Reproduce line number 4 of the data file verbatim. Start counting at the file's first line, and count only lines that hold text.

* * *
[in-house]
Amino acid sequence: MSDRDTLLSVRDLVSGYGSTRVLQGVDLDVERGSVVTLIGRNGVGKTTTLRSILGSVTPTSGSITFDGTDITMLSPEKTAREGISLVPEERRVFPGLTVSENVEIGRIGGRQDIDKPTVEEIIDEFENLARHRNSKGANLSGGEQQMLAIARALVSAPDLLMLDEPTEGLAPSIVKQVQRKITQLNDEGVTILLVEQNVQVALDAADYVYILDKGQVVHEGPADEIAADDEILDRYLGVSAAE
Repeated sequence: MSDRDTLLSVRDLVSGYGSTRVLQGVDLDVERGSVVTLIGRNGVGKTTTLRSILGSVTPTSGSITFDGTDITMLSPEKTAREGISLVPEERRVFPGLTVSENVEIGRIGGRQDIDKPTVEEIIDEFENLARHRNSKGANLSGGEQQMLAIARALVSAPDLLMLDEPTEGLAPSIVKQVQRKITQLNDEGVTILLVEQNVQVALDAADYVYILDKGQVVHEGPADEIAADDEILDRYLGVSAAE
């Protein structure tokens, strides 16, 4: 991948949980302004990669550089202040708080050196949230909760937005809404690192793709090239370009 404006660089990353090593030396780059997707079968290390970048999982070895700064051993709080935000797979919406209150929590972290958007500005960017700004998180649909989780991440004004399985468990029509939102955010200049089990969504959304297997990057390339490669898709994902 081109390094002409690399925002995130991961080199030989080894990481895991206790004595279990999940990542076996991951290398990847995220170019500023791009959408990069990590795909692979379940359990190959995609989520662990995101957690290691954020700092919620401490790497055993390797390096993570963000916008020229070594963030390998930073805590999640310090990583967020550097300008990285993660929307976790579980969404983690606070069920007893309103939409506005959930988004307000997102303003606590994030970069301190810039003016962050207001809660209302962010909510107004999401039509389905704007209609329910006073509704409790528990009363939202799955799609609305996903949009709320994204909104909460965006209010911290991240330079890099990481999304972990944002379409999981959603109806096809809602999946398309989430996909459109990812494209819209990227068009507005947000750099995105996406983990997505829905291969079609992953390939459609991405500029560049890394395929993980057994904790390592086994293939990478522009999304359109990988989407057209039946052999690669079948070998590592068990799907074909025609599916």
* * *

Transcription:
């Protein structure tokens, strides 16, 4: 991948949980302004990669550089202040708080050196949230909760937005809404690192793709090239370009 404006660089990353090593030396780059997707079968290390970048999982070895700064051993709080935000797979919406209150929590972290958007500005960017700004998180649909989780991440004004399985468990029509939102955010200049089990969504959304297997990057390339490669898709994902 081109390094002409690399925002995130991961080199030989080894990481895991206790004595279990999940990542076996991951290398990847995220170019500023791009959408990069990590795909692979379940359990190959995609989520662990995101957690290691954020700092919620401490790497055993390797390096993570963000916008020229070594963030390998930073805590999640310090990583967020550097300008990285993660929307976790579980969404983690606070069920007893309103939409506005959930988004307000997102303003606590994030970069301190810039003016962050207001809660209302962010909510107004999401039509389905704007209609329910006073509704409790528990009363939202799955799609609305996903949009709320994204909104909460965006209010911290991240330079890099990481999304972990944002379409999981959603109806096809809602999946398309989430996909459109990812494209819209990227068009507005947000750099995105996406983990997505829905291969079609992953390939459609991405500029560049890394395929993980057994904790390592086994293939990478522009999304359109990988989407057209039946052999690669079948070998590592068990799907074909025609599916």